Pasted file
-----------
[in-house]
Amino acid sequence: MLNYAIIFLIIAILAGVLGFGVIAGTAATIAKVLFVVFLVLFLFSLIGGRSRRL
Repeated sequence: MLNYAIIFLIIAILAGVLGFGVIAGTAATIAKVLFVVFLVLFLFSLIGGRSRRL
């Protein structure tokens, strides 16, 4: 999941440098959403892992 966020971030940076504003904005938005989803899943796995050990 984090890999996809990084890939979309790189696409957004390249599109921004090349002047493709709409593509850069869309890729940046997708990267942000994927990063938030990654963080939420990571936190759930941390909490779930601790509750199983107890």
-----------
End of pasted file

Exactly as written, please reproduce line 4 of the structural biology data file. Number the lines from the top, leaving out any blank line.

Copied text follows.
């Protein structure tokens, strides 16, 4: 999941440098959403892992 966020971030940076504003904005938005989803899943796995050990 984090890999996809990084890939979309790189696409957004390249599109921004090349002047493709709409593509850069869309890729940046997708990267942000994927990063938030990654963080939420990571936190759930941390909490779930601790509750199983107890």